Sequential anode-cathode configuration improves cathodic oxygen reduction and effluent quality of microbial fuel cells

Freguia, Stefano, Rabaey, Korneel, Yuan, Zhiguo and Keller, Jurg (2008) Sequential anode-cathode configuration improves cathodic oxygen reduction and effluent quality of microbial fuel cells. Water Research, 42 6-7: 1387-1396. doi:10.1016/j.watres.2007.10.007


Author Freguia, Stefano
Rabaey, Korneel
Yuan, Zhiguo
Keller, Jurg
Title Sequential anode-cathode configuration improves cathodic oxygen reduction and effluent quality of microbial fuel cells
Journal name Water Research   Check publisher's open access policy
ISSN 0043-1354
Publication date 2008-03-01
Year available 2007
Sub-type Article (original research)
DOI 10.1016/j.watres.2007.10.007
Open Access Status Not yet assessed
Volume 42
Issue 6-7
Start page 1387
End page 1396
Total pages 10
Place of publication Kidlington, Oxford
Publisher Pergamon-Elsevier
Language eng
Subject C1
9699 Other Environment
090409 Wastewater Treatment Processes
Abstract The reduction of oxygen at the cathode and the diffusion of protons from the anode to the cathode are currently perceived as two major bottlenecks of microbial fuel cells (MFCs). To address these issues, we have designed an MFC configuration in which the effluent of an acetate-fed anode was used as a feed for an aerated, biocatalysed cathode. The development of a cathodic biofilm achieved a four-fold increase of the current output compared with the non-catalysed graphite cathode, while the pH variation in the cathode compartment was reduced due to the additional transfer of protons via the liquid stream. The sequential anode-cathode configuration also provided for chemical oxygen demand (COD) polishing at the cathode by heterotrophic bacteria, with overall acetate removal consistently greater than 99%. The anode achieved an organic substrate removal of up to 2.45 kg COD/m(3) of anode liquid volume per day, at Coulombic efficiencies of 65-95%. Electron balances at the cathode revealed that the main cathodic process was oxygen reduction to water with no significant Coulombic losses. The maximal power output during polarization was 110 W/m(3) cathode liquid volume. The process could be operated in a stable way during more than 9 months of continuous operation. Excessive organic loading to the cathode should be avoided as it can reduce the long-term performance through the growth of heterotrophic bacteria. (c) 2007 Elsevier Ltd. All rights reserved.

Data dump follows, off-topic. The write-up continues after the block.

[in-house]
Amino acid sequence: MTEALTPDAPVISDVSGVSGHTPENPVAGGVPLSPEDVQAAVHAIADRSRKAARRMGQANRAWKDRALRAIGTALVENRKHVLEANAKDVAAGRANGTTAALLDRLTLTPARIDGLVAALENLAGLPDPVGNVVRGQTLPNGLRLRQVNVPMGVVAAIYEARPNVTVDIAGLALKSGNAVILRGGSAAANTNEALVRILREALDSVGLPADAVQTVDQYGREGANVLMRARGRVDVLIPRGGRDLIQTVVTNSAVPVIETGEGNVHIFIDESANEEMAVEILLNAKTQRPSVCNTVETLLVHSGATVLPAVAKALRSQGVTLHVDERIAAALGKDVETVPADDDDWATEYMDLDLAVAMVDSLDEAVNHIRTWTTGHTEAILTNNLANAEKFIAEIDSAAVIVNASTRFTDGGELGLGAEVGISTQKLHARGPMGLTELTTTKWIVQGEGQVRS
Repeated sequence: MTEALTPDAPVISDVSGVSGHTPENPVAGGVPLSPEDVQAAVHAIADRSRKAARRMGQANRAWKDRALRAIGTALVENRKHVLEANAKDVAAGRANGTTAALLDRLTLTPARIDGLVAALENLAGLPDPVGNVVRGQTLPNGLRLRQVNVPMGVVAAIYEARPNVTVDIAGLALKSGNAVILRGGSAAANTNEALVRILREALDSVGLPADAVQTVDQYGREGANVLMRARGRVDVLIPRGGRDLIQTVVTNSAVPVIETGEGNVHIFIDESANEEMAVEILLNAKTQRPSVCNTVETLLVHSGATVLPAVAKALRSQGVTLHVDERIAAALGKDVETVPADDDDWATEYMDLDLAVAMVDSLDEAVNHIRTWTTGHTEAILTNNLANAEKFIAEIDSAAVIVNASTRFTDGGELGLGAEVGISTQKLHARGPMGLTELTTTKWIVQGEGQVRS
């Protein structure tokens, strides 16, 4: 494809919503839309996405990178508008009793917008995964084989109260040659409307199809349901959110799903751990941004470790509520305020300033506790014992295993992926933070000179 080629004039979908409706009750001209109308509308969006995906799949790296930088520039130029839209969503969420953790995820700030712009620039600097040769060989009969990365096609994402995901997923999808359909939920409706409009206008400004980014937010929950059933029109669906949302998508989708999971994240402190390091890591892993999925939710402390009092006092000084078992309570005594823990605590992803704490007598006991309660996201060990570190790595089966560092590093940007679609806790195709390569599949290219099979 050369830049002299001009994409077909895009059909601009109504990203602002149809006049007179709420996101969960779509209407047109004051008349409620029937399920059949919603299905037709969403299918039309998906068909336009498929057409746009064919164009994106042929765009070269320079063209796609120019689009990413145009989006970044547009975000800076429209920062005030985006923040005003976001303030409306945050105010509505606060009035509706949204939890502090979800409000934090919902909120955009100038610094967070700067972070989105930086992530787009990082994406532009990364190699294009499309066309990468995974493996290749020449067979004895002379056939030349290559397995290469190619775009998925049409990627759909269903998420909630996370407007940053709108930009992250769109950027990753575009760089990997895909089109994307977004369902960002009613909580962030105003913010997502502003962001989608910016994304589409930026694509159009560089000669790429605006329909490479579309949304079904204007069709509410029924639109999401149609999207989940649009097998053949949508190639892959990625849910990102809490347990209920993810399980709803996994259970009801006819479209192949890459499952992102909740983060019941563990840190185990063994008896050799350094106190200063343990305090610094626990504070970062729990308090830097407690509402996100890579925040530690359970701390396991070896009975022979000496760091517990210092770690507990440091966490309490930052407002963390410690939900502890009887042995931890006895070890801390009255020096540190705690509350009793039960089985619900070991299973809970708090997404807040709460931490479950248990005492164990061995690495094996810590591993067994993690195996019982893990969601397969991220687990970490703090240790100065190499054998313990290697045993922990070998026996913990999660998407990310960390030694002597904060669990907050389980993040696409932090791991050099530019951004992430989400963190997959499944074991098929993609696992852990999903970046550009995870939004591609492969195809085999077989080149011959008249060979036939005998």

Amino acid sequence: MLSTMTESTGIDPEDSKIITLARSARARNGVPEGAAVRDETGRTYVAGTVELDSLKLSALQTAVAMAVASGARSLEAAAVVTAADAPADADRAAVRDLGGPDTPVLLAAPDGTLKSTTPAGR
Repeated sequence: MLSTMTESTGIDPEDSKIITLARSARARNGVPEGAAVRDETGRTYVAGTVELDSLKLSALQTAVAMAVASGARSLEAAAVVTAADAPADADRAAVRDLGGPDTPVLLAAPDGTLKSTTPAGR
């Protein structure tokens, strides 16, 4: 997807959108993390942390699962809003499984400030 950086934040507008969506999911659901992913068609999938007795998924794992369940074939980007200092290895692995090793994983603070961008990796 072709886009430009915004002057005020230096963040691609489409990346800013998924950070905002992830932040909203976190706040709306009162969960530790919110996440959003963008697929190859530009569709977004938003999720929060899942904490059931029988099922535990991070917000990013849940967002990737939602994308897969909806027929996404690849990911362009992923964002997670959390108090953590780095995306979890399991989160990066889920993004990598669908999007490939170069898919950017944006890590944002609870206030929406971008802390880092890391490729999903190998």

Formatted abstract
The reduction of oxygen at the cathode and the diffusion of protons from the anode to the cathode are currently perceived as two major bottlenecks of microbial fuel cells (MFCs). To address these issues, we have designed an MFC configuration in which the effluent of an acetate-fed anode was used as a feed for an aerated, biocatalysed cathode. The development of a cathodic biofilm achieved a four-fold increase of the current output compared with the non-catalysed graphite cathode, while the pH variation in the cathode compartment was reduced due to the additional transfer of protons via the liquid stream. The sequential anode–cathode configuration also provided for chemical oxygen demand (COD) polishing at the cathode by heterotrophic bacteria, with overall acetate removal consistently greater than 99%. The anode achieved an organic substrate removal of up to 2.45 kg COD/m3 of anode liquid volume per day, at Coulombic efficiencies of 65–95%. Electron balances at the cathode revealed that the main cathodic process was oxygen reduction to water with no significant Coulombic losses. The maximal power output during polarization was 110 W/m3 cathode liquid volume. The process could be operated in a stable way during more than 9 months of continuous operation. Excessive organic loading to the cathode should be avoided as it can reduce the long-term performance through the growth of heterotrophic bacteria.
Keyword Biocatalysis
Biofuel cell
Cathodic biofilm
Oxygen reduction
Q-Index Code C1
Q-Index Status Provisional Code
Institutional Status UQ
Additional Notes Available online 11 October 2007.

Document type: Journal Article
Sub-type: Article (original research)
Collection: Advanced Water Management Centre Publications
 
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Created: Thu, 16 Apr 2009, 18:17:31 EST by Suzanne Read on behalf of Advanced Water Management Centre